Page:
Published on mundo.sputniknews.com on Nov. 6. Translation by John Catalinotto.
Nov. 6 — [Rightist opposition leader] Fernando Camacho could not leave the airport to get to La Paz. The inhabitants of the city of El Alto went to the airport entrance and did not let him leave. They spent the whole night until early in the morning so that the opposition leader from the city of Santa Cruz would not set foot in the political center of the country.
Camacho had announced [his plans] the night before, after the 48 hours he had given President Evo Morales to leave the government ended. In the public meeting he read a letter of resignation from Morales and affirmed that he would return from La Paz with the same letter signed by him.
His arrival at the airport awakened the expected reaction. El Alto is one of the territories where there is greater support for Evo Morales and a strong popular organization, with movements such as the Federation of Neighborhood Councils and the Parents of Families of El Alto.
Camacho had to return to Santa Cruz without the signed resignation and without having raised the popular support capable of demanding it. At the entrance to the airport there were about 2,000 people, many women, with hats, large skirts, colorful fabrics, and men of the people committed [to defend Morales’ government].
“Let him go to his Santa Cruz; he mistreats us, he hits us, he discriminates against us, calling us Indians; let him go, we don’t want him here,” said a woman surrounded by the picket line.
“This is our homeland; we voted for Evo and our [expletive] vote will be respected; El Alto on its feet, never on its knees,” said another woman at her side.
The voices of each of the people present repeated their defense of Evo Morales and their decision to prevent a right-wing government from returning, particularly by force. In Bolivia this means denouncing not only neoliberalism, but also the historical exclusion and contempt for Indigenous peoples and the poor.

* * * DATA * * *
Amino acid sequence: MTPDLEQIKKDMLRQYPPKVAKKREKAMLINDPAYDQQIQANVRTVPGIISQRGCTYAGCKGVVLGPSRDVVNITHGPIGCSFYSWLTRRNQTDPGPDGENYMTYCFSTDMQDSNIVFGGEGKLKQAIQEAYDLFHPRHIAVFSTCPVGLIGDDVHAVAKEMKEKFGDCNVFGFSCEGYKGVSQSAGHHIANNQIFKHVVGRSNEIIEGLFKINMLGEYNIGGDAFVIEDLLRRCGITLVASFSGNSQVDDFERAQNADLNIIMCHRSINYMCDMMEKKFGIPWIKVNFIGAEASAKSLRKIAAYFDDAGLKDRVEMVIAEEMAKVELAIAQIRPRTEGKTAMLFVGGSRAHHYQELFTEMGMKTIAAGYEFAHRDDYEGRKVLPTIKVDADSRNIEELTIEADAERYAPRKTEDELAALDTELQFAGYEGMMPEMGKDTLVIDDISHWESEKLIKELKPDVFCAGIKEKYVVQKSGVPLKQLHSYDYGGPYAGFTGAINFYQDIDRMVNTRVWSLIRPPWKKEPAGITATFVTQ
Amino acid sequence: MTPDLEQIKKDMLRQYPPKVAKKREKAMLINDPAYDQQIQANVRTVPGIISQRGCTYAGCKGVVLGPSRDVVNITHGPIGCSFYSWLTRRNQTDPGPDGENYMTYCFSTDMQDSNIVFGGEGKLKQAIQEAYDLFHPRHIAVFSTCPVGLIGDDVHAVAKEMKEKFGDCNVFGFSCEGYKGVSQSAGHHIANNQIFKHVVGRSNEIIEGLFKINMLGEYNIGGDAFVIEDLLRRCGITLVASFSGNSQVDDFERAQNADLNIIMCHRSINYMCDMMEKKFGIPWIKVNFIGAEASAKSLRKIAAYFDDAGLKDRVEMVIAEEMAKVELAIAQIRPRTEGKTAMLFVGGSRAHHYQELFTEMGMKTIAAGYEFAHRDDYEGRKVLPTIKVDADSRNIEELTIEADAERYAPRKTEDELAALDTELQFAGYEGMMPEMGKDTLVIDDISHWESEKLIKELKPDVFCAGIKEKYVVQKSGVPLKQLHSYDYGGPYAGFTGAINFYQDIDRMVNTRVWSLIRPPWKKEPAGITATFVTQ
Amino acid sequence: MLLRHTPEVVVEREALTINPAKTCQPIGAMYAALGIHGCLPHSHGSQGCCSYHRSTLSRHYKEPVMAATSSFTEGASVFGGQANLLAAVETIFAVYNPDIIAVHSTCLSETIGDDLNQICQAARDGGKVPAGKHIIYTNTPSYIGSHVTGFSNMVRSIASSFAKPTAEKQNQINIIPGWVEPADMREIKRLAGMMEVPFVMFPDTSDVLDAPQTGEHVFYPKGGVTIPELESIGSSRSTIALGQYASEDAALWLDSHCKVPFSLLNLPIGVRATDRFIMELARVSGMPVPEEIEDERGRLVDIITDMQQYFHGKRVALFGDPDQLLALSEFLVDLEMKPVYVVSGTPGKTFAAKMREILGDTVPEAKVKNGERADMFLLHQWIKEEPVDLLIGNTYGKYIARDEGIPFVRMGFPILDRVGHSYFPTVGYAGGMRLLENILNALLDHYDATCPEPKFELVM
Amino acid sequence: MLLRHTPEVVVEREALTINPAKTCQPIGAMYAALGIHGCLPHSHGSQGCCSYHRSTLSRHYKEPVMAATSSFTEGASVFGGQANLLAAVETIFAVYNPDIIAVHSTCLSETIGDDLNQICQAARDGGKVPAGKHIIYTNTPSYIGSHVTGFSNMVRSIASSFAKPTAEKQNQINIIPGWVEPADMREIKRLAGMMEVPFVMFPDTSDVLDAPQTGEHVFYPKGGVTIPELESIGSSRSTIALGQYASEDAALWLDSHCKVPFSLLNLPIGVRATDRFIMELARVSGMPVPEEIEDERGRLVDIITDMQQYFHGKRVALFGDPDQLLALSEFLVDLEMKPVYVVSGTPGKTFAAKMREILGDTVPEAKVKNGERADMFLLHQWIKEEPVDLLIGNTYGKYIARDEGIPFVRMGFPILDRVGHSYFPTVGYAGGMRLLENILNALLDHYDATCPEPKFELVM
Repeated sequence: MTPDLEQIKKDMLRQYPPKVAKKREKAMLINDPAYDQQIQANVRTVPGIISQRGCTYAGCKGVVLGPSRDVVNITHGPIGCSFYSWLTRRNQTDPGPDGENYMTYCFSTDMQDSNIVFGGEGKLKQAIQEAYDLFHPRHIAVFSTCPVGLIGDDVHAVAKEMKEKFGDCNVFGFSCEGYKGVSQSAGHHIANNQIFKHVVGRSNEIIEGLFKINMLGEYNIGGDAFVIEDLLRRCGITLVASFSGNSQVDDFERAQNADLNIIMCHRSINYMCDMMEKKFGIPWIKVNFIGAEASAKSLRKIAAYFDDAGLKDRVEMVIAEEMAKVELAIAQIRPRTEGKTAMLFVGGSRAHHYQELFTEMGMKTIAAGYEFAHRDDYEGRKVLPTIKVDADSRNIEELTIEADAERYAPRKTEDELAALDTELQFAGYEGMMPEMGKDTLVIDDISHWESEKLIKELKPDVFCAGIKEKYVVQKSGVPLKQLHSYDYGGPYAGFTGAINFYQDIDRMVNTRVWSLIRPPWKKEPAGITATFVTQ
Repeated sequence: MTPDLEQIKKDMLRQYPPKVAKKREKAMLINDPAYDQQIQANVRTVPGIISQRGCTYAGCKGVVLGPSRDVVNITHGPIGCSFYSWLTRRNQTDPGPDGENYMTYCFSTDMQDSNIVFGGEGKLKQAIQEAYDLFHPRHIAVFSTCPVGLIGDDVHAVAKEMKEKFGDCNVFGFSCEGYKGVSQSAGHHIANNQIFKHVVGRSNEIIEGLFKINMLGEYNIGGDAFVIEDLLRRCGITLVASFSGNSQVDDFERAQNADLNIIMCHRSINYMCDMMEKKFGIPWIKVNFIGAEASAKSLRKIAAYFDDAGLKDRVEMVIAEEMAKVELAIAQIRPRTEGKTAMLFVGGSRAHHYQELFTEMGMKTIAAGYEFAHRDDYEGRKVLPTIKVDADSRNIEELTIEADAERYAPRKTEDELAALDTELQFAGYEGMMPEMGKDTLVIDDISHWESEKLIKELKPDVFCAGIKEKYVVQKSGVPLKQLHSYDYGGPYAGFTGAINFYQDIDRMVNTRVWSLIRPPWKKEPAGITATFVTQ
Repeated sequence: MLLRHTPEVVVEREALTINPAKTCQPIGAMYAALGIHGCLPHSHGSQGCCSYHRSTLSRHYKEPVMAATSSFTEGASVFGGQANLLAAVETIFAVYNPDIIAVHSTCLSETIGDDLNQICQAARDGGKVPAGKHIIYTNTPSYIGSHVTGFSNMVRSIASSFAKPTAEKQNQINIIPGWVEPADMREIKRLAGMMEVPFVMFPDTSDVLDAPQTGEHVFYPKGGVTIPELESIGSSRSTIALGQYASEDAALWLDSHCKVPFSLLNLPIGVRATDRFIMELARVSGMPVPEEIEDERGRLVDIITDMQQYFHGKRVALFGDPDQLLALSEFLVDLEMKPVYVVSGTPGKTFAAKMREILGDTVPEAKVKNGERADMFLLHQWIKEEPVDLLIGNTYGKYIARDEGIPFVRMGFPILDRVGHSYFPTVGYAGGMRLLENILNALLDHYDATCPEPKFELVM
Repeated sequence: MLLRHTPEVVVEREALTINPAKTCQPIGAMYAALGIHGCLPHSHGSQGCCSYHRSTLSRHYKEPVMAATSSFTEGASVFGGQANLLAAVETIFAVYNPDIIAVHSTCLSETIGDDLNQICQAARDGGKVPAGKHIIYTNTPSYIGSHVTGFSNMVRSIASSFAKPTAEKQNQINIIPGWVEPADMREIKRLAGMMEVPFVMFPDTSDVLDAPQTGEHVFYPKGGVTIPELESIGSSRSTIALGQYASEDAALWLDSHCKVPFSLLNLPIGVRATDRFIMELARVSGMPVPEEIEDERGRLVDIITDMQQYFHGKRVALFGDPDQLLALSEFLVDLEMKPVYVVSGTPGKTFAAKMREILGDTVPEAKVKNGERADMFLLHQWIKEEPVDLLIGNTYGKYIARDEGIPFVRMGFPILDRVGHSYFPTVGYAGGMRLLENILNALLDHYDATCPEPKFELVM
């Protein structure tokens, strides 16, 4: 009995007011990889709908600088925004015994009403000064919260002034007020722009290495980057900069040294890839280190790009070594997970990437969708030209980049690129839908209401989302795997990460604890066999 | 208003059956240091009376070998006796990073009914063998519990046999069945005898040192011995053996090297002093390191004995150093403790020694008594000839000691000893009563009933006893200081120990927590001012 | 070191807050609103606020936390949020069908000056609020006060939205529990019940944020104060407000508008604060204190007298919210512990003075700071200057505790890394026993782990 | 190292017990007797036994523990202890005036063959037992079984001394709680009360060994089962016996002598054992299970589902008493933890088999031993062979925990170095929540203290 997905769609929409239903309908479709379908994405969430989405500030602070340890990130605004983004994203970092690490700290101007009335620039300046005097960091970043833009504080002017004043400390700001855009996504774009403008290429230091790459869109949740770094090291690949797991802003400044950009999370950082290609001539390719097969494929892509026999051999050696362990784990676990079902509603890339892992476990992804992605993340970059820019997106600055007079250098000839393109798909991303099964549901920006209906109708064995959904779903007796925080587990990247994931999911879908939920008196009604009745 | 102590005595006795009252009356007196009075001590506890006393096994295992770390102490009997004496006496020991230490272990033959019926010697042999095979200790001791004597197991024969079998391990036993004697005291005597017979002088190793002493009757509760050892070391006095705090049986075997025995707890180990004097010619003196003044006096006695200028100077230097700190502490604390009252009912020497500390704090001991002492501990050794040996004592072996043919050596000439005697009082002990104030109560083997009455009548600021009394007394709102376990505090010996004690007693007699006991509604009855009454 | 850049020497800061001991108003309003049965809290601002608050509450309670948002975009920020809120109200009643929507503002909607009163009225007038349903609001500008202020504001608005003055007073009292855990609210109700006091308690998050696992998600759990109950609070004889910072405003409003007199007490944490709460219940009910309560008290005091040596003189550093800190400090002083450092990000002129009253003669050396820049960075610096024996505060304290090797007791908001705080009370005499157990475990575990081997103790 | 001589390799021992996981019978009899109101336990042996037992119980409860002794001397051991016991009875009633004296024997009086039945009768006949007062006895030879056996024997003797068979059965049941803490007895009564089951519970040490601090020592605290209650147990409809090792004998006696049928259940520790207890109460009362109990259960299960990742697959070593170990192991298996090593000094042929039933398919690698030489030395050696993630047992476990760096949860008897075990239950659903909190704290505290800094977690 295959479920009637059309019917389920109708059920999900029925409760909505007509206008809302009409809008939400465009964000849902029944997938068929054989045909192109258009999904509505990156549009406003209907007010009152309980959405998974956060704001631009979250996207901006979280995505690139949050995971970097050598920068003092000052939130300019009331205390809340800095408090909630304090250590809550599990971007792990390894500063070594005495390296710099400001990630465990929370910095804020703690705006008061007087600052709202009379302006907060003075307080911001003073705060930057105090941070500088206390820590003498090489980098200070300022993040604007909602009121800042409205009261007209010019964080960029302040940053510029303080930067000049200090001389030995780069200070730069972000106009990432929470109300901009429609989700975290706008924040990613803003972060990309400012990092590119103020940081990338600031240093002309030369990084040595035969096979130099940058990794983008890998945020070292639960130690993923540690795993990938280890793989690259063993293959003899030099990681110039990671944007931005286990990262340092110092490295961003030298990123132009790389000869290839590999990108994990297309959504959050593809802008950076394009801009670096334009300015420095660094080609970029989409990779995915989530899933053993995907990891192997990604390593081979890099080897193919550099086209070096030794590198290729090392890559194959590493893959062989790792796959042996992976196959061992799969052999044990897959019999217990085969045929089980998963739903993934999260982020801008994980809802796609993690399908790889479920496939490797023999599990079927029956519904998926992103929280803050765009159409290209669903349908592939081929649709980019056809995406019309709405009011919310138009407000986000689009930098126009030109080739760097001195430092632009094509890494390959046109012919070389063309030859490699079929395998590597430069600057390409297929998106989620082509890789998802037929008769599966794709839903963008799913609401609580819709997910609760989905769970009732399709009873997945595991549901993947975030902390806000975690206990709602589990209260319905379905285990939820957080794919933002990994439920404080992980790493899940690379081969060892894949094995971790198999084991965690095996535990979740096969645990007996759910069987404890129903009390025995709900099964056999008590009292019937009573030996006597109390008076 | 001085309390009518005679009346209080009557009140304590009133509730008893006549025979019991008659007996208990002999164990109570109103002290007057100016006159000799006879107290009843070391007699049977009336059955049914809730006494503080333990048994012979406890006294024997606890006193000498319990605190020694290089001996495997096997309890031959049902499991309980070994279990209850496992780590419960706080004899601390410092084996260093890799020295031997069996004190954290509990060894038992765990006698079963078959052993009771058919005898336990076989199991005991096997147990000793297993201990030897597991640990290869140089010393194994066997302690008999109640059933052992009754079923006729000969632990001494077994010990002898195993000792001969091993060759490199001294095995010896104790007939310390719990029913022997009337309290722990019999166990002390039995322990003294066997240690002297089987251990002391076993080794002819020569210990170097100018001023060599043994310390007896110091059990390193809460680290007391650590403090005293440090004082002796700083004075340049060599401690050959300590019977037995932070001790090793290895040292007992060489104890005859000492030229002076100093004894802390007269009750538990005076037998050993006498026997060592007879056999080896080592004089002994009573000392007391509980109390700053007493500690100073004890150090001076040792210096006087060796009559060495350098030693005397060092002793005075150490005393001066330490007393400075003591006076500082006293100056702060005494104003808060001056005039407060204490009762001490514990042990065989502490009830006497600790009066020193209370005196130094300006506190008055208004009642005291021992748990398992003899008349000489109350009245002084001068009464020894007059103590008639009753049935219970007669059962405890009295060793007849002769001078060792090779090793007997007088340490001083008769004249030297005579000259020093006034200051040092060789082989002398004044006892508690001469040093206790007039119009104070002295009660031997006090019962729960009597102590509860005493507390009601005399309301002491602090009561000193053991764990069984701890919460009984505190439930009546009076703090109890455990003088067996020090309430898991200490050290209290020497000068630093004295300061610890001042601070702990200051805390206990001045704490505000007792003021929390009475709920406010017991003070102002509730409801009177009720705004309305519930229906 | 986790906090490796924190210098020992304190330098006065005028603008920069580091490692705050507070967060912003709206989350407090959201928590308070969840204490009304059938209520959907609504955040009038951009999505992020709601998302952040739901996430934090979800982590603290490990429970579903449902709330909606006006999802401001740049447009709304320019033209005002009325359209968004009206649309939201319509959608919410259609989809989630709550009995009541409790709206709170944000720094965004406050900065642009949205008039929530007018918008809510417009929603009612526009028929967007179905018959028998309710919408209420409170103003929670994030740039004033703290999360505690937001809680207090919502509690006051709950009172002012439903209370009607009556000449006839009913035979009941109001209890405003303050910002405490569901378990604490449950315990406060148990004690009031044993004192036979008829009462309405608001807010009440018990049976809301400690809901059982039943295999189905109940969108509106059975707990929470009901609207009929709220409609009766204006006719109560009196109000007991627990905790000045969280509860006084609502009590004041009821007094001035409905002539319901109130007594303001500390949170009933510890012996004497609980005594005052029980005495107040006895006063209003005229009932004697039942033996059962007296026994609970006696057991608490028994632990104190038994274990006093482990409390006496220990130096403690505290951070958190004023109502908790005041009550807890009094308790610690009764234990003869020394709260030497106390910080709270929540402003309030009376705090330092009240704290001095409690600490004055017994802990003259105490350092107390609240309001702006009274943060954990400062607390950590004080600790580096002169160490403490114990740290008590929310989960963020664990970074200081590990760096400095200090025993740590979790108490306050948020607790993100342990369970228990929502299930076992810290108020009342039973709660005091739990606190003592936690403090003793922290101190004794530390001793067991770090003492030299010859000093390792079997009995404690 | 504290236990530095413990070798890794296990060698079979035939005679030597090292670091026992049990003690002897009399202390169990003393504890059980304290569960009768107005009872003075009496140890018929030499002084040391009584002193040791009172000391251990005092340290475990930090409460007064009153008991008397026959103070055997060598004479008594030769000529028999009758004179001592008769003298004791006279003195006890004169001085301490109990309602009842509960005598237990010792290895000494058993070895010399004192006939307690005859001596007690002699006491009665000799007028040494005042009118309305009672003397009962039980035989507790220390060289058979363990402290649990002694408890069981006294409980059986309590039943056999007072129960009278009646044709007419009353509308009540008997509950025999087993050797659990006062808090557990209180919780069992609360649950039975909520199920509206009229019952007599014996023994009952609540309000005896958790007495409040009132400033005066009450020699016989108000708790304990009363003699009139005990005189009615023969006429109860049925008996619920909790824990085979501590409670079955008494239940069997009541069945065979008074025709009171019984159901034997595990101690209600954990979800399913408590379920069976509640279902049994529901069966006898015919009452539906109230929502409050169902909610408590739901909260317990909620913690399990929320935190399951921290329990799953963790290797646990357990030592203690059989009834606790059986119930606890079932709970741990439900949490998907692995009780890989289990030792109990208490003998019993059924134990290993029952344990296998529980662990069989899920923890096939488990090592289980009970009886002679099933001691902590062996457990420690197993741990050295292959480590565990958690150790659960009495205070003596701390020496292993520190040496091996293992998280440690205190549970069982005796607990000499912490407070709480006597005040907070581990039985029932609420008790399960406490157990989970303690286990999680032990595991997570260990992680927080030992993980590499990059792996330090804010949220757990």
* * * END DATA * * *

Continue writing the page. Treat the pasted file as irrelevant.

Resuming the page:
A demonstration of strength
This Tuesday’s [Nov. 5] mobilization [defending Morales] was the biggest in recent times. At the head was the [labor federation] Central Obrera Boliviana (COB), with its leadership, its distinctive helmets, as well as the blasts of dynamite that seem to rumble up into the mountains. Columns descended from El Alto to La Paz crossing the city, with miners, Indigenous communities, neighbors, workers.
“From Santa Cruz they want to rule all the Bolivian people; we are not going to accept that. The Bolivian people are constituted by our culture, where there are miners, peasants, Indigenous people, an endless number of cultures and ethnic groups, and we are all Bolivians, and we are mobilized across all sectors to demand that respect,” said Juan Carlos Huarachi, COB secretary.
People applauded the mobilization as it passed through the streets of La Paz. It is known that the power deployed by the movements that support and defend the process of change is one of the central factors in confronting the attempted coup d’état. The mobilization’s goal is both to dissuade the opposition from confrontational actions and to show that the Bolivian political process is not limited to merely staying in the government. This process has broad support.
The columns reached the center of the city where a ceremony was held in the presence of President Evo Morales, Vice President Álvaro García Linera, the COB leadership and the different movements that took part in the action.
Morales called for “confronting, rejecting, and defeating the coup d’état of the racists who are trying to regain political power ( … ) once again discrimination has returned, once again humiliating the people. They wrap themselves in the Bolivian flag to kick their brother,” he said from the grandstand of the crowded plaza.